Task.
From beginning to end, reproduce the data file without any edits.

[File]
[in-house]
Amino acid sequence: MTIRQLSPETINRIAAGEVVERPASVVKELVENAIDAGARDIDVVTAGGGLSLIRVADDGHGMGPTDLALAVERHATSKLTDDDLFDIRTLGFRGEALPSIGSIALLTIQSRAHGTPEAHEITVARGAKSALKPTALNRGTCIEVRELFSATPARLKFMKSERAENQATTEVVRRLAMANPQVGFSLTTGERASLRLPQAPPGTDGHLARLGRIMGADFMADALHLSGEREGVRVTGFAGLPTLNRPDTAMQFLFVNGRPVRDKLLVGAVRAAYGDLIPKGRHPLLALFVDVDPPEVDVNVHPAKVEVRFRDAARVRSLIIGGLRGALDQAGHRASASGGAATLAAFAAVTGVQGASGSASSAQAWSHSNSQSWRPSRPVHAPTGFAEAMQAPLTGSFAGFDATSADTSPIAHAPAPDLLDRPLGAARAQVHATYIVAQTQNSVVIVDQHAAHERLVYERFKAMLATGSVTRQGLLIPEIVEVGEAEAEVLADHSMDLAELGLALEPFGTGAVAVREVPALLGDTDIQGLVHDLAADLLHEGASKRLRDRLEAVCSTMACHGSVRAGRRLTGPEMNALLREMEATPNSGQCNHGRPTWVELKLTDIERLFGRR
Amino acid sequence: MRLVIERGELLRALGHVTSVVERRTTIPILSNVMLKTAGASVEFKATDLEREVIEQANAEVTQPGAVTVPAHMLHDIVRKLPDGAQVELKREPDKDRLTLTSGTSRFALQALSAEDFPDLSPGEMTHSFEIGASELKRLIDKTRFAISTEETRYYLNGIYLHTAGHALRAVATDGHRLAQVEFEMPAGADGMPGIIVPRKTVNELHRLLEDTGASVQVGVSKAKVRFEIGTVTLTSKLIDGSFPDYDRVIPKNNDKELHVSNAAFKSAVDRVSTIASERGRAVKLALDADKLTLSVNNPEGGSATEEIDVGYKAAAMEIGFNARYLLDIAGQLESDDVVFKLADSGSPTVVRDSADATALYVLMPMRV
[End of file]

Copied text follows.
[in-house]
Amino acid sequence: MTIRQLSPETINRIAAGEVVERPASVVKELVENAIDAGARDIDVVTAGGGLSLIRVADDGHGMGPTDLALAVERHATSKLTDDDLFDIRTLGFRGEALPSIGSIALLTIQSRAHGTPEAHEITVARGAKSALKPTALNRGTCIEVRELFSATPARLKFMKSERAENQATTEVVRRLAMANPQVGFSLTTGERASLRLPQAPPGTDGHLARLGRIMGADFMADALHLSGEREGVRVTGFAGLPTLNRPDTAMQFLFVNGRPVRDKLLVGAVRAAYGDLIPKGRHPLLALFVDVDPPEVDVNVHPAKVEVRFRDAARVRSLIIGGLRGALDQAGHRASASGGAATLAAFAAVTGVQGASGSASSAQAWSHSNSQSWRPSRPVHAPTGFAEAMQAPLTGSFAGFDATSADTSPIAHAPAPDLLDRPLGAARAQVHATYIVAQTQNSVVIVDQHAAHERLVYERFKAMLATGSVTRQGLLIPEIVEVGEAEAEVLADHSMDLAELGLALEPFGTGAVAVREVPALLGDTDIQGLVHDLAADLLHEGASKRLRDRLEAVCSTMACHGSVRAGRRLTGPEMNALLREMEATPNSGQCNHGRPTWVELKLTDIERLFGRR
Amino acid sequence: MRLVIERGELLRALGHVTSVVERRTTIPILSNVMLKTAGASVEFKATDLEREVIEQANAEVTQPGAVTVPAHMLHDIVRKLPDGAQVELKREPDKDRLTLTSGTSRFALQALSAEDFPDLSPGEMTHSFEIGASELKRLIDKTRFAISTEETRYYLNGIYLHTAGHALRAVATDGHRLAQVEFEMPAGADGMPGIIVPRKTVNELHRLLEDTGASVQVGVSKAKVRFEIGTVTLTSKLIDGSFPDYDRVIPKNNDKELHVSNAAFKSAVDRVSTIASERGRAVKLALDADKLTLSVNNPEGGSATEEIDVGYKAAAMEIGFNARYLLDIAGQLESDDVVFKLADSGSPTVVRDSADATALYVLMPMRV